Table 3 Treatment details of 33 adult UTGs

After tumor resection, headaches were significantly relieved or eliminated in 25 cases. Among the 14 patients with preoperative motor deficits, 4 cases demonstrated obvious improvement, 5 cases showed no significant changes, and 5 cases exhibited postoperatively deterioration, including the one death due to postoperative malignant brain edema. In the 10 cases with preoperative hyperesthesia, obvious improvement was observed in 2 cases; the other 8 cases showed no significant changes or deterioration. All 8 patients with blurred vision lost the symptom postoperatively. Among the 7 patients with hypomnesia, obvious improvement was observed in 5 cases and no significant improvement in the remaining 2. Among the 7 patients with dysphasia, obvious improvement was observed in 4 cases, no changes in 2 cases, and deterioration in 1 case. The one patient with facial palsy demonstrated no obvious improvements after operation and finally lost to follow-up.

After the operation, new hemiparesis occurred was observed in 8 cases. Transitory worsening of hemiparesis but significant improvement within 2 weeks was observed in 6 cases; no obvious improvement was observed in the other 2 cases at the last follow-up. New dysphasia was observed in 3 cases, with transitory worsening and spontaneously regression within 3 months in all 3 cases. No new occurrence of hyperesthesia was observed in this series. No patient had seizures requiring additional antiepileptic medication pre- or postoperatively.

Recurrence and survival among patients with UTGs at follow-up

The follow-up period ranged from 1 week to 49 months; the median follow-up time was 17 months. At the last follow-up, 21 patients had experienced tumor progression. The median PFS was not available. The 1-year and 2-year PFS rates were 51.5 and 9.1 %, respectively. Twenty-one patients died of recurrent tumors, and the median OS was not available. The 1-year and 2-year OS rates were 72.7 and 24.2 %, respectively. Kaplan-Meier plots of PFS and OS are shown in Fig. 1.

Fig. 1
figure 1

Kaplan-Meier plots of PFS and OS for 30 UTGs patients

Pathological features of UTGs

Pathological data are summarized in Table 1. Molecular pathology results were available in 15 of the 33 UTGs. Immunohistochemistrywas positive for P53 in 69.2 % of the cases (9/13), Ki-67 in 90.9 % (10/11), GFAP in 90.9 % (10/11), MGMT in 60 % (6/10), VEGF in 60 % (6/10), TOPO-II in 80 % (8/10), P-170 in 50 % (5/10), MMP-9 in 90 % (9/10), GST-π in 80 % (8/10), PTEN in 100 % (9/9), EGFR in 66.7 % (6/9), Oligo-2 in 100 % (9/9), etc. (Table 4).

Table 4 Molecular pathology features of 33 adult UTGs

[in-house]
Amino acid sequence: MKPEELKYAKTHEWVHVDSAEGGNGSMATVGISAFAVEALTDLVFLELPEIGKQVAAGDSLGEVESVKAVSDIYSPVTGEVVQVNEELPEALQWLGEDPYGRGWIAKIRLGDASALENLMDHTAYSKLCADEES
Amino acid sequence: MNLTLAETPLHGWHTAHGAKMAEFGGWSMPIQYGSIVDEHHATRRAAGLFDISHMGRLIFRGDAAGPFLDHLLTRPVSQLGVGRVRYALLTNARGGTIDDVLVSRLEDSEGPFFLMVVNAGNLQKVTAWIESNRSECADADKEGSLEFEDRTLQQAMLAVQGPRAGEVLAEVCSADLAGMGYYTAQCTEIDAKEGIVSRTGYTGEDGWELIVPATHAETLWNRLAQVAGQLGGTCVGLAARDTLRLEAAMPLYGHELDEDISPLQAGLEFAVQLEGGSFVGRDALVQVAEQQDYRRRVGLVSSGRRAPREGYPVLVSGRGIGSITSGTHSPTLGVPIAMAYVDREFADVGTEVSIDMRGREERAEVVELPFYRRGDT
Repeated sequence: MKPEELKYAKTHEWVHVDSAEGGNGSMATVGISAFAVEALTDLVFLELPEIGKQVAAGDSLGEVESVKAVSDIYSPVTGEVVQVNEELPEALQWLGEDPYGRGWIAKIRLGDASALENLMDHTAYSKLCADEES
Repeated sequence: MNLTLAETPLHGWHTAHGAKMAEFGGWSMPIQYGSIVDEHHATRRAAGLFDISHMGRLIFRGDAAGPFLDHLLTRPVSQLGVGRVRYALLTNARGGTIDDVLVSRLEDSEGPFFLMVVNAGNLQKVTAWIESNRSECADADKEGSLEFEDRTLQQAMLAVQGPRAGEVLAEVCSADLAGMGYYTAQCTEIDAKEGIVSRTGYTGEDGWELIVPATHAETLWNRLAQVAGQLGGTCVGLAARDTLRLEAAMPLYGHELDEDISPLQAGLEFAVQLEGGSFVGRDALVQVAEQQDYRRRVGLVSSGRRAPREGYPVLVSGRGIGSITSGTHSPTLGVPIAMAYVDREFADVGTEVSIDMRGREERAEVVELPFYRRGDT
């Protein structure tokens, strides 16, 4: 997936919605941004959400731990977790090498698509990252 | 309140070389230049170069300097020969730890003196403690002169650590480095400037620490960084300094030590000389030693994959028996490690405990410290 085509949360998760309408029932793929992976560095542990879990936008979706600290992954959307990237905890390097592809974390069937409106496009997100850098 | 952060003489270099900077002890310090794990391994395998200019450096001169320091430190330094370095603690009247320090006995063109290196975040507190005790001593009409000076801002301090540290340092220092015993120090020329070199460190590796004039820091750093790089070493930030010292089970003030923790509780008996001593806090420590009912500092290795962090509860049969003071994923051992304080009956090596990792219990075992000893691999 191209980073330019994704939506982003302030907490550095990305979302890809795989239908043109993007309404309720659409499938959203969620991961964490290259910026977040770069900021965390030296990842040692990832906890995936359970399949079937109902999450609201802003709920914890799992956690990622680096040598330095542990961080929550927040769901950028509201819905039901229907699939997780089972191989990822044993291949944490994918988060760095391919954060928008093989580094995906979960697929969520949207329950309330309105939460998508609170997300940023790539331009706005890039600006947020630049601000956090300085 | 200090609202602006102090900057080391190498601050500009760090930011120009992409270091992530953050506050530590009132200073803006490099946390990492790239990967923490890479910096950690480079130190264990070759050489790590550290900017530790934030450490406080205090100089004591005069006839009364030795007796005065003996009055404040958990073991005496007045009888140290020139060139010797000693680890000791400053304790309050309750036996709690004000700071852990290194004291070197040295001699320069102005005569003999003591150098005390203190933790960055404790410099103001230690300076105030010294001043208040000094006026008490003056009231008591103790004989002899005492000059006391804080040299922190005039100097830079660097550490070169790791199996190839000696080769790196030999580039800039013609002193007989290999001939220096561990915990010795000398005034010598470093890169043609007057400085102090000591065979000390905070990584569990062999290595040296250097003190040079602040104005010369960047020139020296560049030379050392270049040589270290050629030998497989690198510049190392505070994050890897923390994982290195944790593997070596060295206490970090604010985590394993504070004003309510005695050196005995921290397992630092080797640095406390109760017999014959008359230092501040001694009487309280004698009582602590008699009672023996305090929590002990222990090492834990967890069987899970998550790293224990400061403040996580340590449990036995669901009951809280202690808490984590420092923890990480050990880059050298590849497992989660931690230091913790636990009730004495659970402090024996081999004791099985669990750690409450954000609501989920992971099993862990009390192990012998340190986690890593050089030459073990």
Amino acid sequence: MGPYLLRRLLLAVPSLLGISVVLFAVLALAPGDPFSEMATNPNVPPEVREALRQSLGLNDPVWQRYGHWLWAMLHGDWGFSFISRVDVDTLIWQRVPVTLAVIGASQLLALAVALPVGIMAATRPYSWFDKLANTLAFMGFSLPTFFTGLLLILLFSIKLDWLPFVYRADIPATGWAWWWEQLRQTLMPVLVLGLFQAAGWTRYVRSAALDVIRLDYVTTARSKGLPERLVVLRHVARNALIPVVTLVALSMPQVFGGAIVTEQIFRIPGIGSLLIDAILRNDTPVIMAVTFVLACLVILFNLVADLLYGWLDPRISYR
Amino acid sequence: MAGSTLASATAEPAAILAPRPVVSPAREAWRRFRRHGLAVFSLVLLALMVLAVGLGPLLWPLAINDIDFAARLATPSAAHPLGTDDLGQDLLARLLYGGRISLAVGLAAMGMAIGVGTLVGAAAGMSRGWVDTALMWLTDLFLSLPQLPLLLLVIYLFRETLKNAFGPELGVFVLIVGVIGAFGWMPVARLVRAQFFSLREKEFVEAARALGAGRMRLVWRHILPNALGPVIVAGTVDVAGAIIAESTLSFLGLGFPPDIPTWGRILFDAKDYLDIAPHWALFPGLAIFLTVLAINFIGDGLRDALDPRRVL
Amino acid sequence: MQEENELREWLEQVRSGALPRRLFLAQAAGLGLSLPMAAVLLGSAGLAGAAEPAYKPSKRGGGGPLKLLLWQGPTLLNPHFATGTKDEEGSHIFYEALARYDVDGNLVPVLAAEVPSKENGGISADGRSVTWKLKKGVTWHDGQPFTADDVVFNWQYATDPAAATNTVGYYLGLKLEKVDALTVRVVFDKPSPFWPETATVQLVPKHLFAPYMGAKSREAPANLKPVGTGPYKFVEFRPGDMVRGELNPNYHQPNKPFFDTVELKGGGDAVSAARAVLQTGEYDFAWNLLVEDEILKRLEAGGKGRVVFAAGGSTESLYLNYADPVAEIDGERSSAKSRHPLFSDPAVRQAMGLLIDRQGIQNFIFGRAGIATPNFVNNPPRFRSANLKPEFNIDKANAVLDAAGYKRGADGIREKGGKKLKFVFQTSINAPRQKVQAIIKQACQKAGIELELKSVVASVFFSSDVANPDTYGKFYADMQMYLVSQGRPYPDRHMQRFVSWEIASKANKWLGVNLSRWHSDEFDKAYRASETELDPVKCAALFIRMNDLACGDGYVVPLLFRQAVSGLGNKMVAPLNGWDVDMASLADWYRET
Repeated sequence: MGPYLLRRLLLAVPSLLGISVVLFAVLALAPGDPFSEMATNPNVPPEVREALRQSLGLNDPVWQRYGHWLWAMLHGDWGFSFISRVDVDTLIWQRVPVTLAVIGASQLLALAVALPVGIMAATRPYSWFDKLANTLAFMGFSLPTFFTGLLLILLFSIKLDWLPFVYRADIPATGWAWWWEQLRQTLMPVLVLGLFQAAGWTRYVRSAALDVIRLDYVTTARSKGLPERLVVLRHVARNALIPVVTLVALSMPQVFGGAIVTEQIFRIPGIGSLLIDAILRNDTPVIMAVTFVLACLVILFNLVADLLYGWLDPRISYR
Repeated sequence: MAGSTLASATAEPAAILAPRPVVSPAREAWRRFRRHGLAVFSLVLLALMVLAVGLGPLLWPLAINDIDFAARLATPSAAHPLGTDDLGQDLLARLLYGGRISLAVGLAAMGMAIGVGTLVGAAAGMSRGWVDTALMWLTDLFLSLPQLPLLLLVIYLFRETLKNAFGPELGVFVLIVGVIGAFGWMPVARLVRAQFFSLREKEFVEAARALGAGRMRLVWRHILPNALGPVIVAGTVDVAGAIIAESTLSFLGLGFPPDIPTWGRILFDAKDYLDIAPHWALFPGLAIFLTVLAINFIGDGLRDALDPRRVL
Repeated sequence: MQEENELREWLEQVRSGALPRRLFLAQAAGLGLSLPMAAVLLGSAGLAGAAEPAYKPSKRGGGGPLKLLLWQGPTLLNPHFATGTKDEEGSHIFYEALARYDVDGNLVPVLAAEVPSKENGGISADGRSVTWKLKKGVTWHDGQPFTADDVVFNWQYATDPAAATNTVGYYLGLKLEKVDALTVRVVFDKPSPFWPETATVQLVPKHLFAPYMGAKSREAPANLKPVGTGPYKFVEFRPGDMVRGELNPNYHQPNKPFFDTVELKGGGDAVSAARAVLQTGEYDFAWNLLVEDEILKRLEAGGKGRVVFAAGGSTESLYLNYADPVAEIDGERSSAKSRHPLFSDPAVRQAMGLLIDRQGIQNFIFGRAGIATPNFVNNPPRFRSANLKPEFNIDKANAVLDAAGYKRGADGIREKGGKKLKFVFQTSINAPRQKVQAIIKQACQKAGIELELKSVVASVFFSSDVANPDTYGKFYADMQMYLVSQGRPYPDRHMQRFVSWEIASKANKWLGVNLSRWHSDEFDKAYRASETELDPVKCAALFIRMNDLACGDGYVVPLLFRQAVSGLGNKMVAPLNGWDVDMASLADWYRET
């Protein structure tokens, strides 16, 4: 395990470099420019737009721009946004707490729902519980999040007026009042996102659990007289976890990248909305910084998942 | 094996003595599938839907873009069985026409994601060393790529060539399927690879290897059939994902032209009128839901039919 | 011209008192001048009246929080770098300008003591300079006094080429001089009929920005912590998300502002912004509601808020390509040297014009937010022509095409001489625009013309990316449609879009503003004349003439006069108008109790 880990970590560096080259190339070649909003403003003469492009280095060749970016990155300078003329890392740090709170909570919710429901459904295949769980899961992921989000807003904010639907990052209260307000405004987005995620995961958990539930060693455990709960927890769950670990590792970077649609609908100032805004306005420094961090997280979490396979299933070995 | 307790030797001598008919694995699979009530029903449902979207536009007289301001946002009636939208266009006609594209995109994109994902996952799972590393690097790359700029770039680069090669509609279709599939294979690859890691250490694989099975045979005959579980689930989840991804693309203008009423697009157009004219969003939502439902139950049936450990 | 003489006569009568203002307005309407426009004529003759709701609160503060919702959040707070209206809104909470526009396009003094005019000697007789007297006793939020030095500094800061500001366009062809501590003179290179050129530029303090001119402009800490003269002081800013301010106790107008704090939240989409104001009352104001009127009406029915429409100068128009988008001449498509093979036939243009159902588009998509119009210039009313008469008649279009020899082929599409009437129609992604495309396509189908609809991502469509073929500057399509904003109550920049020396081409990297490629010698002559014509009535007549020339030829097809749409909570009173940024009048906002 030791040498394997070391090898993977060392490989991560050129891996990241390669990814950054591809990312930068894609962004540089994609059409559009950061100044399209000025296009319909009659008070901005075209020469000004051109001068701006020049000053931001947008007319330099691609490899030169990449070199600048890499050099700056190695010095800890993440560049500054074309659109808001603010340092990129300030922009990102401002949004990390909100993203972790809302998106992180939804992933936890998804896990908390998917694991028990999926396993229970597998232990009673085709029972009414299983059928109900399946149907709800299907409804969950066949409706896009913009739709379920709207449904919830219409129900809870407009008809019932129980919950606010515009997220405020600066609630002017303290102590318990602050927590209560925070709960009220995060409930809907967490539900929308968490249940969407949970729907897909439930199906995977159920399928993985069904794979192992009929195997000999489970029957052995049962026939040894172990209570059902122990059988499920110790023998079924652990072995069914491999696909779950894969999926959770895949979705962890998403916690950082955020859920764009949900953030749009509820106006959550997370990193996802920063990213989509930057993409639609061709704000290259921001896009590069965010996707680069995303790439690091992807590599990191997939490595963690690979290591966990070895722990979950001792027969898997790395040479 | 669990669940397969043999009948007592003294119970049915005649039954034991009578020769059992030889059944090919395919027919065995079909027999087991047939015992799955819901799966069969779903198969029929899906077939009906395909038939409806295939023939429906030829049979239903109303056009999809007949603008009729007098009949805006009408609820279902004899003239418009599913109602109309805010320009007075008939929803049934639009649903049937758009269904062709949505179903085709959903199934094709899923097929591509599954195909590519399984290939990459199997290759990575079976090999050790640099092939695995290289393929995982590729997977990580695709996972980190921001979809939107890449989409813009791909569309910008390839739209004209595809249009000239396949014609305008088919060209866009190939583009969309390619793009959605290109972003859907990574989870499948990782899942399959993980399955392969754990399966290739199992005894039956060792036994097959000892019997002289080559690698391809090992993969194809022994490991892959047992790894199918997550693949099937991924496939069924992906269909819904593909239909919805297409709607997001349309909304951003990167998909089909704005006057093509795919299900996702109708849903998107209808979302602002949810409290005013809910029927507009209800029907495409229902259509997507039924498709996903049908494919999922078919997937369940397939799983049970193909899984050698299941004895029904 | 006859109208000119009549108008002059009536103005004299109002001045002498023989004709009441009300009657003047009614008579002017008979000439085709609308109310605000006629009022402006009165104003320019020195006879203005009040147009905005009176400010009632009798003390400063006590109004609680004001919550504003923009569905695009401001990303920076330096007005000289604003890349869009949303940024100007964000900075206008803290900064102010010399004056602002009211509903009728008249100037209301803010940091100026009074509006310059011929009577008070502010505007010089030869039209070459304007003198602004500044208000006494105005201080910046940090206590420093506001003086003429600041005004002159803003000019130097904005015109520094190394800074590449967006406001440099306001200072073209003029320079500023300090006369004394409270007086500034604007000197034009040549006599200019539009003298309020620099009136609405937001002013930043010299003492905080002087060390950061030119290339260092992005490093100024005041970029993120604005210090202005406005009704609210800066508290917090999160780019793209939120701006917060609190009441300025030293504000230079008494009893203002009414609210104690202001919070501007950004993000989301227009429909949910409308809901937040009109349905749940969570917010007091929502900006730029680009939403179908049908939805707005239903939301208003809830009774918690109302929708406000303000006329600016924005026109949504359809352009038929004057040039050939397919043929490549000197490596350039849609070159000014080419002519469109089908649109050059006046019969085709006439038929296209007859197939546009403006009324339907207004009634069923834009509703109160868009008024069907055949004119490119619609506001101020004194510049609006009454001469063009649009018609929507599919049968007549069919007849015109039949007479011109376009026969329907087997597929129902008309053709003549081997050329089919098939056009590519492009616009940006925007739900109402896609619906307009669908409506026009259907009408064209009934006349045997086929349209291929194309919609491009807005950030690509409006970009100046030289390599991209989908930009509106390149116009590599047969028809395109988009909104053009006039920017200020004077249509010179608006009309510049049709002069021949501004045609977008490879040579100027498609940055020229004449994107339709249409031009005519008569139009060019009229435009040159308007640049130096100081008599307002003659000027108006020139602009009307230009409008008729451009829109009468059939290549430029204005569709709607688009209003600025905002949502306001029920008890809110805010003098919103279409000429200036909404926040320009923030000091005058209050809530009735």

Clinical, radiological, and pathological parameters associated with PFS and OS

Parameters significantly associated with longer PFS and OS were determined using the log-rank test and Cox regression method (Table 5, Fig. 2, Additional files 1, 2, 3, 4, 5, 6, 7, and 8: Figures s1–s8). Univariate and multivariate analysis revealed several factors were correlated with a better PFS survival (Table 5). Also univariate and multivariate analysis revealed several factors were correlated with a better PFS survival (Table 5). Cox regression analysis revealed that age <42 years, female sex, symptom duration ≥2 months, cystic appearance, maximal tumor diameter <3.9 cm, preoperative KPS ≥60, and gross total resection were associated with a better PFS prognosis, while left side (P = 0.259) and lower-pathological grade (P = 0.531) failed to show statistical significance of a better PFS survival. Cox regression analysis revealed that age <42 years, female sex, left-sided tumor, symptom duration ≥2 months, cystic appearance, maximal tumor diameter <3.9 cm, lower-pathological grade, preoperative KPS ≥60, gross total resection, and postoperative V-P shunt were also associated with a better OS prognosis (Additional file 9: Tables S1 and S2).

Table 5 Parameters correlated with PFS and/or OS in 30 adult UTGs
Fig. 2
figure 2

Patients with low-grade pathology have longer PFS (a) and OS (b) than patients with high-grade. Gross total tumor resection is significantly associated with longer PFS (c) and OS (d)

Illustrative cases

Case 1

A lesion affecting the left thalamus and midbrain was diagnosed radiologically in a 53-year-old male admitted to our hospital. He reported having headache for the past year and hypomnesia for the past 6 months. Neurological examination revealed no obvious abnormal findings. Radiological examination revealed a lesion located in the left thalamus and affecting the midbrain with hypointense T1 and hyperintense T2 signals as well as partial heterogeneous enhancement (Fig. 3). Thalamic glioma was diagnosed, and the patient underwent a subtotal resection of the tumor using a parieto-occipital transventricular approach. During surgery, the tumor appeared as a pinkish-gray soft mass with a poorly defined border and a cystic component of dark-yellow fluid in the posterior part of the mass. The postoperative pathology diagnosis was astrocytoma (WHO grade II). No immunohistochemical staining was performed. The patient suffered from a transient deterioration of the right limb motor function and language nonfluency after surgery. After 2 weeks, his limb movements returned to normal and his language fluency recovered. The patient was discharged 23 days after operation. Postoperative cranial radiotherapy was performed. However, the tumor progressed after 19 months. The patient refused to undergo another surgery, chemotherapy, or radiotherapy and died 25.5 months after the operation.